With San Francisco and Boston now on board, Tampa Bay can’t contain Frogman Swim any more

Sunday marks the 10th anniversary of the Tampa Bay Frogman Swim, which has raised $3.5 million for the Navy SEAL Foundation,
During the 2014 competition, swimmers in the second leg of the 3.1-mile Tampa Bay Frogman Swim take off from Gandy Beach on the Pinellas side of the bay. [JAMES BORCHUCK   |   Times (2014)]
During the 2014 competition, swimmers in the second leg of the 3.1-mile Tampa Bay Frogman Swim take off from Gandy Beach on the Pinellas side of the bay. [JAMES BORCHUCK | Times (2014)]
Published January 8

What started over a cup of coffee at the dawn of the decade has blossomed into a major fundraising effort for Navy SEALs here in the Tampa Bay area and now on both U.S. coasts.

In 2010, over a cup of coffee, Terry Tomalin, then the outdoors-fitness editor for what was at the time the St. Petersburg Times, suggested that 17-year-old Sam Farnan accompany him on a swim across Tampa Bay. Farnan was dreaming of becoming a Navy SEAL and had learned that to be a SEAL, you have to do a lot of swimming, often in cold water.

Tomalin and some friends at Clearwater Beach Safety had made the crossing several times in fall 1996.

As a result, Tomalin, Farnan and Navy SEAL Dan O’Shea created the Tampa Bay Frogman Swim.

Since 2010, the event has raised $3.5 million for the Navy SEAL Foundation, a charity that provides immediate and ongoing support and assistance to the Naval Special Warfare community and its families. Last year’s event also honored Tomalin, who died at 55 in May 2016.

The Navy SEAL Foundation uses the money in five areas: warrior and family support, educational opportunities, tragedy assistance and survivor support, warrior transition, and legacy preservation in partnership with the UDT-SEAL Museum .

Organizers hope the swim will raise $750,000 in this, its tenth year, said former Navy SEAL Rory O’Connor, chairman of the Navy SEALs national Frogman Swim series.

The 175 swimmers are scheduled to set out in the first wave of the 5K swim from Gandy Beach to Picnic Island at 8:20 a.m. Sunday.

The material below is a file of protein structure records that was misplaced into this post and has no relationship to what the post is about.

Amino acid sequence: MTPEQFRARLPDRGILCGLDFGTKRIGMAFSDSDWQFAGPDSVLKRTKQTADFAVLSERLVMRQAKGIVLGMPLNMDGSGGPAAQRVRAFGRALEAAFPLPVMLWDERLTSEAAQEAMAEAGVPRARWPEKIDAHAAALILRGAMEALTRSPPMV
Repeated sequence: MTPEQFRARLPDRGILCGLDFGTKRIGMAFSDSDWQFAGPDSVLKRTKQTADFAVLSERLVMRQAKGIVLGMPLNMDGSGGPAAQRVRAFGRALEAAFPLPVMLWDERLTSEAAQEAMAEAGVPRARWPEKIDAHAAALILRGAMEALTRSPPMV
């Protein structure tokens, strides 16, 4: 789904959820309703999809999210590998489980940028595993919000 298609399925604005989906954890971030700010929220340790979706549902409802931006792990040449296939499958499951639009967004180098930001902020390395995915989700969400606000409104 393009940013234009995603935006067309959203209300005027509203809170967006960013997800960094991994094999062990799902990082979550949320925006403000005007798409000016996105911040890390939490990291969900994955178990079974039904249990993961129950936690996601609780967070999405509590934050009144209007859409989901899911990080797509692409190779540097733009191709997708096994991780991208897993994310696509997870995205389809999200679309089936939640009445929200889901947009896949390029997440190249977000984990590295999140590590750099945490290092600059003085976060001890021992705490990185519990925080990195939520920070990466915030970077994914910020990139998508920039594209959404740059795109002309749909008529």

The event has grown so popular, is has expanded across the nation to two of my favorite cities, including my old stomping grounds of Boston, where I was a cub reporter eons ago.

The third annual San Francisco Frogman Swim is scheduled July 14, O’Connor said. Fifty to 60 swimmers are expected to take part in the two-mile swim, which starts at Crissy Field — a former U.S. Army airfield now part of the Golden Gate National Recreation Area. It ends at Aquatic Park Cove.

Organizers hope to raise between $100,000 to $120,000. The first two San Francisco swims raised a total of about $100,000, said O’Connor.

Registration for the San Francisco Frogman Swim begins Feb. 4. Go to www.sanfranciscofrogman.com for more information.

The first Frogman Swim in Boston is scheduled June 2 with about 50 swimmers trying to raise $75,000 to $100,000 by swimming from Piers Park to the Tea Party Museum and back. Registration for the Boston event begins Jan. 10. Go to www.bostonfrogman.com for more information.

“We are really getting a nice reception out of Boston,” O’Connor said. “They are very friendly, very enthusiastic people.”

The Frogman Swim organizers are looking for new locations, too, O’Connor said — in Chicago, Annapolis, maybe somewhere in Texas and possibly the Carolinas.

For more information about Sunday’s Tampa Bay Frogman Swim, go to info@frogmanseries.com.


The Pentagon announced no new deaths in ongoing operations last week.

There have been 2,347 U.S. troop deaths in support of Operation Enduring Freedom in Afghanistan; 61 U.S. troop deaths and one civilian Department of Defense employee death in support of the follow-up, Operation Freedom’s Sentinel; 56 troop deaths and two civilian deaths in support of Operation Inherent Resolve; one troop death in support of Operation Odyssey Lightning, the fight against Islamic State in Libya; one troop death in support of Operation Joint Guardian, one death classified as other contingency operations in the global war on terrorism; one death in Operation Octave Shield and six deaths in ongoing operations in Africa where, if they have a title, officials will not divulge it.

Contact Howard Altman at haltman@tampabay.com or (813) 225-3112 . Follow @haltman